Philosophy, history, and theories of the criminal justice system, including the roles and functions of the local, state, and federal jurisdictions. Theories, functions, and interrelationships among criminal justice agencies; law enforcement, courts, and corrections; crime causation, correctional theory, analysis and the social impact of crime. The conceptual approach utilized in this course recognizes that criminal justice is itself a distinct academic discipline rather than an interdisciplinary course of study.
Emphasis Courses Include
An introduction to the historical development, philosophy, and basic legal concepts of criminal law. The course includes an examination of constitutional provisions, legal research, legal analysis, and the functioning of criminal law as a social force. It also includes a detailed examination of legal definitions, classifications of law, penalties, criminal intent, parties to a crime, defenses to crime, and a brief introduction to laws of arrest and judicial procedure.
Origin, development, philosophy, and constitutional basis of evidence, constitutional procedural considerations affecting arrest, search and seizure; kinds of and degrees of evidence and rules governing admissibility; judicial decisions interpreting individual rights and case studies. Coverage emphasizes the Fourth Amendment’s limitations on unreasonable searches and seizures. The Fifth Amendment’s Due Process Clause and Self-Incrimination Clause, as well as the Sixth Amendment Right-to-Counsel clause, are also studied.
An examination of the dynamics of the national judicial system, with emphasis on the Supreme Court as a working institution, the politics of selecting judges, external influences on the courts, internal procedures of decision-making, and relations with other political institutions.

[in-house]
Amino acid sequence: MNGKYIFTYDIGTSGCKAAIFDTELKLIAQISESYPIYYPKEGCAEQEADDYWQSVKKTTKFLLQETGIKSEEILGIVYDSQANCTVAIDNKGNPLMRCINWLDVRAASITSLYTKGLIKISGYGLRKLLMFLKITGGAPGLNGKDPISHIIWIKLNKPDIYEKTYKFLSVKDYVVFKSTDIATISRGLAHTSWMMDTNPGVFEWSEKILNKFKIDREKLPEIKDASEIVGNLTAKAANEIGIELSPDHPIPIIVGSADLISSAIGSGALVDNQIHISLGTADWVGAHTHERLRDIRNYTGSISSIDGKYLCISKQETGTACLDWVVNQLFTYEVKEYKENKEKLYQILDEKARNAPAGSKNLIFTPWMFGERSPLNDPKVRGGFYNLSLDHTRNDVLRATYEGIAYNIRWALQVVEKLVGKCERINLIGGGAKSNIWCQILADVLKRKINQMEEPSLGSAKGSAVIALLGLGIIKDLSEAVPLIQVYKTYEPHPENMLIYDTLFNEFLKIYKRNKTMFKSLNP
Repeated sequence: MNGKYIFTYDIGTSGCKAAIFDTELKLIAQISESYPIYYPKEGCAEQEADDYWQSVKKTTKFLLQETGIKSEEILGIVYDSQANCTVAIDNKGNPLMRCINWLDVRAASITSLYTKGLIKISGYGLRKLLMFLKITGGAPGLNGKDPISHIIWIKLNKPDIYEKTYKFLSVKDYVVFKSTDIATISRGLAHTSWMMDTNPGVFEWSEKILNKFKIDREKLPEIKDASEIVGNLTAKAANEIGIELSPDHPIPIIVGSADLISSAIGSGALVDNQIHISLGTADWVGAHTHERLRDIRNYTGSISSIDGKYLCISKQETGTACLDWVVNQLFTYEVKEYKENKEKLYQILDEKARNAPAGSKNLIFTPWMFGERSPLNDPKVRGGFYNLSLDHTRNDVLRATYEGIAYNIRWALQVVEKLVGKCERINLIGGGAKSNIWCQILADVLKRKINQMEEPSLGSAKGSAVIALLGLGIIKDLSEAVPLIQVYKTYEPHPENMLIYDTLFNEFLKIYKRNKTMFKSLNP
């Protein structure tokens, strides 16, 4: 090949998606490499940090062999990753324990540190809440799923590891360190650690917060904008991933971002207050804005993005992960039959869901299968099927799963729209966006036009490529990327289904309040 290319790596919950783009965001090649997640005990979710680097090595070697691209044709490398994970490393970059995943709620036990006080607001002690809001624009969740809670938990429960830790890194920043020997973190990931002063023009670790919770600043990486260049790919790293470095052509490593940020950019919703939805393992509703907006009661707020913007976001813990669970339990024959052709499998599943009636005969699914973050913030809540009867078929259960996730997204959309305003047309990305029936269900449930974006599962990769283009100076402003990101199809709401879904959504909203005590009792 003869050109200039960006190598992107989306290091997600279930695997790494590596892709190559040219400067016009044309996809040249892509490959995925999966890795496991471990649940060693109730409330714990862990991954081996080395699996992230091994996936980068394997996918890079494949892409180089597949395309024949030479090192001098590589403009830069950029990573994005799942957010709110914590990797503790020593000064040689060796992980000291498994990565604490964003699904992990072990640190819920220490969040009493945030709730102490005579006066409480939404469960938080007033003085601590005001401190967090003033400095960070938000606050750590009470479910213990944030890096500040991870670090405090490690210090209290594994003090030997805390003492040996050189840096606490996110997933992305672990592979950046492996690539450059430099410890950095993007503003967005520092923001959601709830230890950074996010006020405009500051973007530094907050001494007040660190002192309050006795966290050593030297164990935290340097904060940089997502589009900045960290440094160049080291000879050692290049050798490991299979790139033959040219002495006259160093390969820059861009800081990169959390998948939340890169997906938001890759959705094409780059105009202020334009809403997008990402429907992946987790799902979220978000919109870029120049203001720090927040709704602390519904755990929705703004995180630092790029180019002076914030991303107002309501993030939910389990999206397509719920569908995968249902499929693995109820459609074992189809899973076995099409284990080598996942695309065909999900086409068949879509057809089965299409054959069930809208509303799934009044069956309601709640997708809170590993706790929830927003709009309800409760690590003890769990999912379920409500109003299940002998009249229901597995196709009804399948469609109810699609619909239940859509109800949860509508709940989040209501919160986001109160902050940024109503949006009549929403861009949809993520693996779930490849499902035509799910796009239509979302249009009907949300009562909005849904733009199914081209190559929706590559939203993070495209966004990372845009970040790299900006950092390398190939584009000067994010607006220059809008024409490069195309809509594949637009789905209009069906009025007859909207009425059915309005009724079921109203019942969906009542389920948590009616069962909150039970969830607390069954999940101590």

Course availabilities are subject to change
An examination of the theories, concepts, and research of criminal investigation. This course looks at the fundamentals of criminal investigation from the crime site to the courtroom preparation experience, inclusive of legal constraints, ethics, and types of evidence. The course also includes an analysis of techniques of crime site recording and search, follow-up, case preparation, and organization.
This course will cover the laws, policies, techniques, and procedures used by law enforcement agencies across the country as well as internationally. Topics included are powers of police, types of patrol, types of service calls, equipment and technology, search and seizure, interview and interrogation, and alarm responses.
This course covers the juvenile system and related juvenile justice issues. Topics include an overview of the juvenile justice system, treatment and prevention programs, history, theories, methodology, and special areas and laws unique to juveniles.
Probation And Parole
This course provides students with an examination of community treatment in the correctional process, contemporary probation and parole practices, and an exploration of the various community corrections agencies and employment opportunities.
Introduction To Corrections
This course is designed to provide an overview of the historical development, current concepts, and practice, and explanations of criminal behavior; functions and objectives of the criminal justice system concerned with institutionalization and trends of adult and juvenile corrections, including probation and parole. It will also focus on the legal issues, specific laws, and general operation of correctional institutions. The relationship between corrections and other components of the judicial system will also be examined.
Police Organization And Administration
Topics include the effect of the organizational structure and administrative procedure on the implementation of law enforcement functions; history, theories, and methodologies of criminal justice organizations; assessment of the recruitment and hiring processes, career advancement and leadership; organizational structure and management strategies; administrative problems of staffing and morale as a law enforcement employer.